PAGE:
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Dussehra – The deeper meaning and significance of the greatest battle ever fought

Happy Dussehra
DASHA HARA is a Sanskrit word which means removal of ten bad qualities within you.

Bhagwan Ram defeats Ravan
  1. Kama vasana ( Lust )
  2. Krodha ( anger)
  3. Moha ( attachment)
  4. Lobha ( greed )
  5. Mada ( over-pride )
  6. Matsara ( jealousy)
  7. Swartha ( Selfishness)
  8. Anyaaya ( injustice)
  9. Amanavta ( cruelty)
  10. Ahankara ( ego)

Dussehra marks the end of Navratri and the end of evil. After the nine-days of Navaratri, Vijayadashami or Dussehra celebrates the triumph of good over evil. It also means Vijaya (victory) over these ten bad qualities. Everyday the sun rises to give us a message – “Darkness will always be beaten by light’. Let us follow the same natural rule and Enjoy the festival of good over evil. A time for celebration, a time for victory of good over bad, a time when the world sees the example of the power of good. Let us continue the same true spirit. May God bless you with all success on the auspicious occasion of Dussehra, May you be capable of defeating all evils in your life.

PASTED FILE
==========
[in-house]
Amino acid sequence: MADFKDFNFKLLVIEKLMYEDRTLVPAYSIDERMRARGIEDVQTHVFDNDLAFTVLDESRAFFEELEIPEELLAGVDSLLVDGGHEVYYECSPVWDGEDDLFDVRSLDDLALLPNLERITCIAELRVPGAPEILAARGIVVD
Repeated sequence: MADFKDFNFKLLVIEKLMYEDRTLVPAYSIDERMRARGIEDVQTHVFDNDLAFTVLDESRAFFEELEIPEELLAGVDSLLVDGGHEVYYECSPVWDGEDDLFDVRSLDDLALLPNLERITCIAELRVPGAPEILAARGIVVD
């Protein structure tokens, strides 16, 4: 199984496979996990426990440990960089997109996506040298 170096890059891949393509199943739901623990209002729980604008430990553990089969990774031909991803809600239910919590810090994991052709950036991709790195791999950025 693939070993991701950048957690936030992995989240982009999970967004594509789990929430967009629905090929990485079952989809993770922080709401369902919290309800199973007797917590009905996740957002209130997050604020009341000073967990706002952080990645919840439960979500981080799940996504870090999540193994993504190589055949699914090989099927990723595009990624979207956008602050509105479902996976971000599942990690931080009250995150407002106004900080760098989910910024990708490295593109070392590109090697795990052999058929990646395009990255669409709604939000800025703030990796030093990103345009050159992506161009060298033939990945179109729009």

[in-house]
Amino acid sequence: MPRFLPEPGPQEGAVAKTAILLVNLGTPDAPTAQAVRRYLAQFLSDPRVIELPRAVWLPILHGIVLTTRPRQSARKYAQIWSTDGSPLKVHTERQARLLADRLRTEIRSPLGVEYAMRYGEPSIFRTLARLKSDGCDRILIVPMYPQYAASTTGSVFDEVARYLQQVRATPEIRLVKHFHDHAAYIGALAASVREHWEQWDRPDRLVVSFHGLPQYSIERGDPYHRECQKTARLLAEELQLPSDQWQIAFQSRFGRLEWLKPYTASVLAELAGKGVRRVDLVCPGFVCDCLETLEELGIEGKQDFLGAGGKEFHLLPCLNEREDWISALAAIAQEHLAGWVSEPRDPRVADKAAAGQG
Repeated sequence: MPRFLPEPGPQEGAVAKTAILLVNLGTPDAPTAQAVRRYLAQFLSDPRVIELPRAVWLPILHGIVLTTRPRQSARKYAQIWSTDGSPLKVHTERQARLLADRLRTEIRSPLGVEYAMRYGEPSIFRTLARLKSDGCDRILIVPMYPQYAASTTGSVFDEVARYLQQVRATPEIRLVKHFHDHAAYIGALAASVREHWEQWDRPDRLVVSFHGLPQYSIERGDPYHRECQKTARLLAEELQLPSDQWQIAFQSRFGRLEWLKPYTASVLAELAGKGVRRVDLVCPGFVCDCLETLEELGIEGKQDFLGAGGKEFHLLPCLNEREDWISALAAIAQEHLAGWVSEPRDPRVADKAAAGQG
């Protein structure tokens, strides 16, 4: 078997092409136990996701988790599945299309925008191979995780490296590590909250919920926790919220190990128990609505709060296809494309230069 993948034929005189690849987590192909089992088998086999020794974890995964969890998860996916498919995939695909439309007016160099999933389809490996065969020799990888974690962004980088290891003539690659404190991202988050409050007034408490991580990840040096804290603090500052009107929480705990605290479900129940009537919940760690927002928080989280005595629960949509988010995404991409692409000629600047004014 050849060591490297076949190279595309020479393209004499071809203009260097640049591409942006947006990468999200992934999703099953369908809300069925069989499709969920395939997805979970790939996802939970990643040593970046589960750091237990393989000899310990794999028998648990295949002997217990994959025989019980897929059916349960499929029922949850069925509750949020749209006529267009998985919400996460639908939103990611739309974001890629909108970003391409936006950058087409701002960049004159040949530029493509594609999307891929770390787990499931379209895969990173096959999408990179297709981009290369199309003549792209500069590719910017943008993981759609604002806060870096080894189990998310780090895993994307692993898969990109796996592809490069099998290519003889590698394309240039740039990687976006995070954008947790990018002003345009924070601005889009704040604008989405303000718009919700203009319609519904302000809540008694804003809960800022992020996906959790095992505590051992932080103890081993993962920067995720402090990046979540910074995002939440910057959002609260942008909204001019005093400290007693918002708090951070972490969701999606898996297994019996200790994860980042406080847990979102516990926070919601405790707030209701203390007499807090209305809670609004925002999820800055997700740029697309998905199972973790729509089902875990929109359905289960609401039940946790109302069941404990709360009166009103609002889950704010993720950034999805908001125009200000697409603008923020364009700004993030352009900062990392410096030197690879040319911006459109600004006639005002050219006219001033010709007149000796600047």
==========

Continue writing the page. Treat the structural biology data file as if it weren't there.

Everyday the sun rises to give us a message – “Darkness will always be beaten by light’. Let us follow the same natural rule and Enjoy the festival of good over evil.

A time for celebration, a time for victory of good over bad, a time when the world sees the example of the power of good. Let us continue the same true spirit. May God bless you with all success on the auspicious occasion of Dussehra, May you be capable of defeating all evils in your life.